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An icon of American literature, the novelist Henry James is remembered for the sophisticated stiffness and lifelessness of his numerous character portraits of the grand bourgeoisie. The literary techniques of his novels were to exert a decisive influence on authors of the stature of James Joyce, Franz Kafka and Joseph Conrad. Many consider his detailed psychological studies to have laid the foundations for the ‘stream of consciousness’ technique that became overwhelmingly influential for the literature of the 20th century.
One of Henry James’ most famous works, the novel ‘The Turn of the Screw’, dealt with themes of the occult, morality and catholic guilt and became the inspiration for an opera by Benjamin Britten, as well as it served as a blueprint for numerous film productions such as ‘The Innocents’, directed by Jack Clayton in 1961.
The composer and performer Tetsuo Furudate saw Clayton’s film for the first and last time around 40 years ago. His acoustic noise sound melodrama ‘The Turn of the Screw’ makes references to both the film and his reading of James’ novel.
Furudate began his artistic career in experimental film and video art in 1981. From the mid-1980s on, he shifted towards performance art and music, and along with Merzbow, he was among the pioneers of Japan’s noise music scene.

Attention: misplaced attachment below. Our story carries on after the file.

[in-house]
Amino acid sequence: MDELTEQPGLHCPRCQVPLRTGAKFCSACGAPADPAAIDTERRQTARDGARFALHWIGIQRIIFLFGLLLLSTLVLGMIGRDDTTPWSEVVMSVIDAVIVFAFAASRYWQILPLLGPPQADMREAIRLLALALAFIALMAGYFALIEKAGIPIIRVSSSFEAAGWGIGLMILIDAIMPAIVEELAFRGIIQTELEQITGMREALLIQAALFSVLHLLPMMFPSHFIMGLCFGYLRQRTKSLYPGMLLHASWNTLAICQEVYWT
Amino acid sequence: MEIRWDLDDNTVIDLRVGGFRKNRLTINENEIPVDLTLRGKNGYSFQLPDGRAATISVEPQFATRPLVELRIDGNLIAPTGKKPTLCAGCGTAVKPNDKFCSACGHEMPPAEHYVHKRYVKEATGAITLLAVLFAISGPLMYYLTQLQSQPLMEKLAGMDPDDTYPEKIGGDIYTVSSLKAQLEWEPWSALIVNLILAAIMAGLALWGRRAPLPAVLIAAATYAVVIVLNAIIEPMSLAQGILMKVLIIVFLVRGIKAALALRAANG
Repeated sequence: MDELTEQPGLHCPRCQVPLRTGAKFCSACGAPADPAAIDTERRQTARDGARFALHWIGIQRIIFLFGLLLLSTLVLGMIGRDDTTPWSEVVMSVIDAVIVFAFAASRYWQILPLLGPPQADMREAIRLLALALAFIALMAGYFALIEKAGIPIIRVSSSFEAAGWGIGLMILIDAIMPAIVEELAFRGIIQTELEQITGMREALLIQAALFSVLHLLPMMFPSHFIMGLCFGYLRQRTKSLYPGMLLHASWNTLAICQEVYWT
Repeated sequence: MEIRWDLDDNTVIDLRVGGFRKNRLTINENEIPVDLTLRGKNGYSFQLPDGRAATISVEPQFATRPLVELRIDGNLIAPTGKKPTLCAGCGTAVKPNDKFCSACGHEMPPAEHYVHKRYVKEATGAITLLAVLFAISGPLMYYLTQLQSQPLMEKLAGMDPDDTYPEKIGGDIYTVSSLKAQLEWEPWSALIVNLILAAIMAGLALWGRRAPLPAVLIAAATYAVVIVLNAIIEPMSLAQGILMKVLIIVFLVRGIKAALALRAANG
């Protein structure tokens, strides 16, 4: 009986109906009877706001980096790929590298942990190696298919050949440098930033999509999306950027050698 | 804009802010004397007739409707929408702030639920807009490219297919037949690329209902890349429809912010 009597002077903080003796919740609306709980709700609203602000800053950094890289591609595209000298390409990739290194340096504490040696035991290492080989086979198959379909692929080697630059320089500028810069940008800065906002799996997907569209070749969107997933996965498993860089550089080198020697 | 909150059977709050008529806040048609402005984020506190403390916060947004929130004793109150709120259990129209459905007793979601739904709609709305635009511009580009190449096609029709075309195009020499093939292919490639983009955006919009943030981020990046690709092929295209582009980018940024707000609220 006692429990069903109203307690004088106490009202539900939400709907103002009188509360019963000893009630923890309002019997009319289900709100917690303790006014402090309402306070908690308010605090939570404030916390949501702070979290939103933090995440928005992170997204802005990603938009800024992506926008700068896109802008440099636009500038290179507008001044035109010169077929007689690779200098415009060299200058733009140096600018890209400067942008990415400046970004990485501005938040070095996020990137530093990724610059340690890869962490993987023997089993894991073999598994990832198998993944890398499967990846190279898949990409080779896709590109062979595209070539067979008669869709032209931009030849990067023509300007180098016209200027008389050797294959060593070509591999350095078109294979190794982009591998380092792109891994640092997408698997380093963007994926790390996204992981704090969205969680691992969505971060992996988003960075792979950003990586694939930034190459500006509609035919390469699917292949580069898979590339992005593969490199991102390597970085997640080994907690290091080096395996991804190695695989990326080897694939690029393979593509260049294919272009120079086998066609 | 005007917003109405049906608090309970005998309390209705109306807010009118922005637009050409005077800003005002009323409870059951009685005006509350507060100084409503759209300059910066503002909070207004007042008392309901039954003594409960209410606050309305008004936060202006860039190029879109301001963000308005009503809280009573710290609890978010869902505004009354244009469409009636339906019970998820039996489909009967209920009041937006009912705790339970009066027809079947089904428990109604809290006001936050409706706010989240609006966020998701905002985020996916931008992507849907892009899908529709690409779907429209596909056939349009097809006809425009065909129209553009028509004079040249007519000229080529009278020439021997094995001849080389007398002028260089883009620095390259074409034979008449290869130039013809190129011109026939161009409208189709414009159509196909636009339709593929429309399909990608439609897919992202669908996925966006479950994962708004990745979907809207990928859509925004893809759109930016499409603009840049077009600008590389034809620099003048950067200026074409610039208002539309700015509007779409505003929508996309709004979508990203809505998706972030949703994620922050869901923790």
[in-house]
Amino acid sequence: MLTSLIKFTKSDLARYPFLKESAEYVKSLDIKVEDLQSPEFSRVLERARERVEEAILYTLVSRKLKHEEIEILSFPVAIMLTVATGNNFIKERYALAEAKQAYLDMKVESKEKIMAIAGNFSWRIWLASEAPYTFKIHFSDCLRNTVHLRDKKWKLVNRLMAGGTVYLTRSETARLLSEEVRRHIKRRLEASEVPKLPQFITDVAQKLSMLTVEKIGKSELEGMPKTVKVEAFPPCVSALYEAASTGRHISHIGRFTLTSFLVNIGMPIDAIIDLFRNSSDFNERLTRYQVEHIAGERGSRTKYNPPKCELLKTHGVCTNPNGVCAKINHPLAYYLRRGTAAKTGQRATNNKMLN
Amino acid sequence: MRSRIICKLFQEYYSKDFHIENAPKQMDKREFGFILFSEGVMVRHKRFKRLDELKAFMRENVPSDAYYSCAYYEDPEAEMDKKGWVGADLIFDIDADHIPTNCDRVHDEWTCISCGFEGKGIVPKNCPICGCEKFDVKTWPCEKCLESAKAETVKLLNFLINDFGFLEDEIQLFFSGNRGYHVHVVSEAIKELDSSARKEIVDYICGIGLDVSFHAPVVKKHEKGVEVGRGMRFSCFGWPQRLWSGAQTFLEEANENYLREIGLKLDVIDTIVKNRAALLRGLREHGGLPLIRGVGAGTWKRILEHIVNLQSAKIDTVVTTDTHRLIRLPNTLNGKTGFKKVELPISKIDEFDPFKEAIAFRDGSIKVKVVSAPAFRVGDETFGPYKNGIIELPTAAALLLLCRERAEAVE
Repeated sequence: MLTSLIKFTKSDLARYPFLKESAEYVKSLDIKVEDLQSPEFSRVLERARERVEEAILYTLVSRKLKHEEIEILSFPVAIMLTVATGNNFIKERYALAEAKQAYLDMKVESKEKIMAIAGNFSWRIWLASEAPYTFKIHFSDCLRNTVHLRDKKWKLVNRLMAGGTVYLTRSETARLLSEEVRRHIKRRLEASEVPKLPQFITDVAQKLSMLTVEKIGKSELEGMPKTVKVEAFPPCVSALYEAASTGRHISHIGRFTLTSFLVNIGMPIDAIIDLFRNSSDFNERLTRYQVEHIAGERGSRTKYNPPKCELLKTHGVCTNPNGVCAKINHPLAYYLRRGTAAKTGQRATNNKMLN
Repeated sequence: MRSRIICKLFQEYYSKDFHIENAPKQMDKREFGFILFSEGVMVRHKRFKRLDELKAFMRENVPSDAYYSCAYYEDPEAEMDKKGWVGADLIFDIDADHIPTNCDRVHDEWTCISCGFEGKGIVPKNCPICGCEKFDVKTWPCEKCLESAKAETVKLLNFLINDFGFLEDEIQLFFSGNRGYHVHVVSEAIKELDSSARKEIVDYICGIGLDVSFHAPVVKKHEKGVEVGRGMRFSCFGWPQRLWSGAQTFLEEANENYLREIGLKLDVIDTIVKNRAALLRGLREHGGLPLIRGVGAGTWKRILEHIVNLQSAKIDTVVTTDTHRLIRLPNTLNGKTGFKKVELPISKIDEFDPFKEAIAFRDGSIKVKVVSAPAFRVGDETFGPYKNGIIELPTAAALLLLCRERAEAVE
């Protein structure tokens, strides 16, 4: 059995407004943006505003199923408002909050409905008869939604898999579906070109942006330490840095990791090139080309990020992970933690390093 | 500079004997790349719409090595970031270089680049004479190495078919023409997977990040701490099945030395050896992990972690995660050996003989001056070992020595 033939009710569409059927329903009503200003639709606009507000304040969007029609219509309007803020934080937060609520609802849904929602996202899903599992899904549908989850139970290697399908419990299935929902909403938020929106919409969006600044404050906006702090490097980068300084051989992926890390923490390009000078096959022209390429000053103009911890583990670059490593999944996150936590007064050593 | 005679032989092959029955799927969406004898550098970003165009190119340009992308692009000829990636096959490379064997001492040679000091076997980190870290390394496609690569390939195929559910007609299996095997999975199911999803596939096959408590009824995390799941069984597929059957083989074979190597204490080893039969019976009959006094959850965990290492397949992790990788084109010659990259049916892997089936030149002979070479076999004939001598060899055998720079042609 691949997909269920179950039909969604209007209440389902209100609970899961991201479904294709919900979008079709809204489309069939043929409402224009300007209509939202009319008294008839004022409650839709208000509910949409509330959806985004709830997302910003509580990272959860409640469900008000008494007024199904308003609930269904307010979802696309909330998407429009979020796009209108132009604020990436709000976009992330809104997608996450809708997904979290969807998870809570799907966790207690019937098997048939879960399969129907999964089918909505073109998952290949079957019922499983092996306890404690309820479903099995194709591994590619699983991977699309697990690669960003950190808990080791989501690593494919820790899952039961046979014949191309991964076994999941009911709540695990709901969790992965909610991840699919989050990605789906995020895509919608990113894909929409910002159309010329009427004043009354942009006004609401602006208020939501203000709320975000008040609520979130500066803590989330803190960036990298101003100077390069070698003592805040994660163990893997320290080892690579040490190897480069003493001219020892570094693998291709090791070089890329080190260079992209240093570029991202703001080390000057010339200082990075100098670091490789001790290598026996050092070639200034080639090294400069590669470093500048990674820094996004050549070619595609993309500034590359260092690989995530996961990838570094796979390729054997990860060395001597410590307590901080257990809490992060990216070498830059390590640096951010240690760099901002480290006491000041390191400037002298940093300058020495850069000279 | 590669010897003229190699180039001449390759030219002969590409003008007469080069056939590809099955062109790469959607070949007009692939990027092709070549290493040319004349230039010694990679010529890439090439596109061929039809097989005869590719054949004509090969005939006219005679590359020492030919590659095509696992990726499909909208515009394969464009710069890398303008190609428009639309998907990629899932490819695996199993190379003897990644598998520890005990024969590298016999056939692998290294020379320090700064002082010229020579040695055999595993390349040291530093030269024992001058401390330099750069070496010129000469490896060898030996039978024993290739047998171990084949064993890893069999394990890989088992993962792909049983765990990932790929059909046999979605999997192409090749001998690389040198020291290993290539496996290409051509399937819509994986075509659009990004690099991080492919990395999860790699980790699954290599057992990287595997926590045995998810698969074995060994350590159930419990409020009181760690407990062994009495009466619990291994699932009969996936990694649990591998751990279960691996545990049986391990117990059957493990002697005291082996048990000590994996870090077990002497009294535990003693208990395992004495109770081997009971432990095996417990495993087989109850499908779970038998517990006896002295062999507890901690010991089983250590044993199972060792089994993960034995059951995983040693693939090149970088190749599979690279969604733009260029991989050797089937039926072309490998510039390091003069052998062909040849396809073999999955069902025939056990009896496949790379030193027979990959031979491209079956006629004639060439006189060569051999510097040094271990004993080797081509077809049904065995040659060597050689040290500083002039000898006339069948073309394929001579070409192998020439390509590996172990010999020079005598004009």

Furudate’s memories of seeing ‘The Innocents’ over 40 years ago are naturally rather fragmentary. However, on reading Henry James’ text, a number of images flashed back to him. In all probability, these were new, different images unconnected with the film, but quite possibly included some of the originals, too. Furudate therefore makes an explicit reference to the novel’s compositional form, one that permits a multiplicity of interpretations, without judging whether the events depicted in the novel actually took place or were merely a figment of the protagonist’s imaginative world.
Furudate’s ‘Monodrama’ is an acoustic conspiracy on this theme, using his images and imagination. As Henry James’ text is recited, Furudate attempts to free himself from these vague and diffuse cinematic images with associated cascades of noise and sound. A suitable counterpoint to Furudate’s ideas is probably expressed by a popular and often quoted phrase from Henry James’ classic essay ‘The Art of Fiction’, published in 1885, in which he writes: